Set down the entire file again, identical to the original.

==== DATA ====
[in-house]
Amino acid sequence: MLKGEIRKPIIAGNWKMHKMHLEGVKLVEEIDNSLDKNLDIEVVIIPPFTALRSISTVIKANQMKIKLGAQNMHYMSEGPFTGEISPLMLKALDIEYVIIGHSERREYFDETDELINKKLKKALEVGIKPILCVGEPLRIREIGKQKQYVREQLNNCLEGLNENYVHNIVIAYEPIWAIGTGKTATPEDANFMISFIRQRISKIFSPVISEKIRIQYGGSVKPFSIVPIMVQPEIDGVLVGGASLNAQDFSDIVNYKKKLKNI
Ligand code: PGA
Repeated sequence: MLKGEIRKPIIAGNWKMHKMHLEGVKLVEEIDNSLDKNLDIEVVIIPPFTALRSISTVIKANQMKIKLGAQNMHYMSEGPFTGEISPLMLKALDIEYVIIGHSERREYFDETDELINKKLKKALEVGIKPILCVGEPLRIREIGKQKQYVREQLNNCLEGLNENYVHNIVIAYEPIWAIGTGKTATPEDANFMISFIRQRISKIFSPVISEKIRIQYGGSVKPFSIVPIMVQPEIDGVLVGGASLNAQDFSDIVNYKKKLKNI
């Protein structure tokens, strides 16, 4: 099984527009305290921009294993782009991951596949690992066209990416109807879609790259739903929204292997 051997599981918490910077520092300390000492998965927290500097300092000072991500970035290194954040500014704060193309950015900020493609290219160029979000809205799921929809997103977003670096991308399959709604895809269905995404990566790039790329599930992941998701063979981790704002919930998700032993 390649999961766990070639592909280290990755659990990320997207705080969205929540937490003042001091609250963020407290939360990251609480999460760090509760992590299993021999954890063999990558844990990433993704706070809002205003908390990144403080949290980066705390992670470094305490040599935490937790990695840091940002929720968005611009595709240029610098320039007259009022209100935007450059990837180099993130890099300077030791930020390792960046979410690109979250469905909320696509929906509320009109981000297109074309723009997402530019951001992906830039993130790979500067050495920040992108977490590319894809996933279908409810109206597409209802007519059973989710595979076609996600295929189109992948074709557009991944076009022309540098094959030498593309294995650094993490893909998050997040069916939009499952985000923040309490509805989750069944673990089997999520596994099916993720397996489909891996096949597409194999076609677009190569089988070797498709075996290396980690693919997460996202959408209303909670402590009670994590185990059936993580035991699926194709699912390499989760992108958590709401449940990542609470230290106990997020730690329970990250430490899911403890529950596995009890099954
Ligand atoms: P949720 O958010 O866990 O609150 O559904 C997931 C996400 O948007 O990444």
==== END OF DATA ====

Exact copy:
[in-house]
Amino acid sequence: MLKGEIRKPIIAGNWKMHKMHLEGVKLVEEIDNSLDKNLDIEVVIIPPFTALRSISTVIKANQMKIKLGAQNMHYMSEGPFTGEISPLMLKALDIEYVIIGHSERREYFDETDELINKKLKKALEVGIKPILCVGEPLRIREIGKQKQYVREQLNNCLEGLNENYVHNIVIAYEPIWAIGTGKTATPEDANFMISFIRQRISKIFSPVISEKIRIQYGGSVKPFSIVPIMVQPEIDGVLVGGASLNAQDFSDIVNYKKKLKNI
Ligand code: PGA
Repeated sequence: MLKGEIRKPIIAGNWKMHKMHLEGVKLVEEIDNSLDKNLDIEVVIIPPFTALRSISTVIKANQMKIKLGAQNMHYMSEGPFTGEISPLMLKALDIEYVIIGHSERREYFDETDELINKKLKKALEVGIKPILCVGEPLRIREIGKQKQYVREQLNNCLEGLNENYVHNIVIAYEPIWAIGTGKTATPEDANFMISFIRQRISKIFSPVISEKIRIQYGGSVKPFSIVPIMVQPEIDGVLVGGASLNAQDFSDIVNYKKKLKNI
């Protein structure tokens, strides 16, 4: 099984527009305290921009294993782009991951596949690992066209990416109807879609790259739903929204292997 051997599981918490910077520092300390000492998965927290500097300092000072991500970035290194954040500014704060193309950015900020493609290219160029979000809205799921929809997103977003670096991308399959709604895809269905995404990566790039790329599930992941998701063979981790704002919930998700032993 390649999961766990070639592909280290990755659990990320997207705080969205929540937490003042001091609250963020407290939360990251609480999460760090509760992590299993021999954890063999990558844990990433993704706070809002205003908390990144403080949290980066705390992670470094305490040599935490937790990695840091940002929720968005611009595709240029610098320039007259009022209100935007450059990837180099993130890099300077030791930020390792960046979410690109979250469905909320696509929906509320009109981000297109074309723009997402530019951001992906830039993130790979500067050495920040992108977490590319894809996933279908409810109206597409209802007519059973989710595979076609996600295929189109992948074709557009991944076009022309540098094959030498593309294995650094993490893909998050997040069916939009499952985000923040309490509805989750069944673990089997999520596994099916993720397996489909891996096949597409194999076609677009190569089988070797498709075996290396980690693919997460996202959408209303909670402590009670994590185990059936993580035991699926194709699912390499989760992108958590709401449940990542609470230290106990997020730690329970990250430490899911403890529950596995009890099954
Ligand atoms: P949720 O958010 O866990 O609150 O559904 C997931 C996400 O948007 O990444």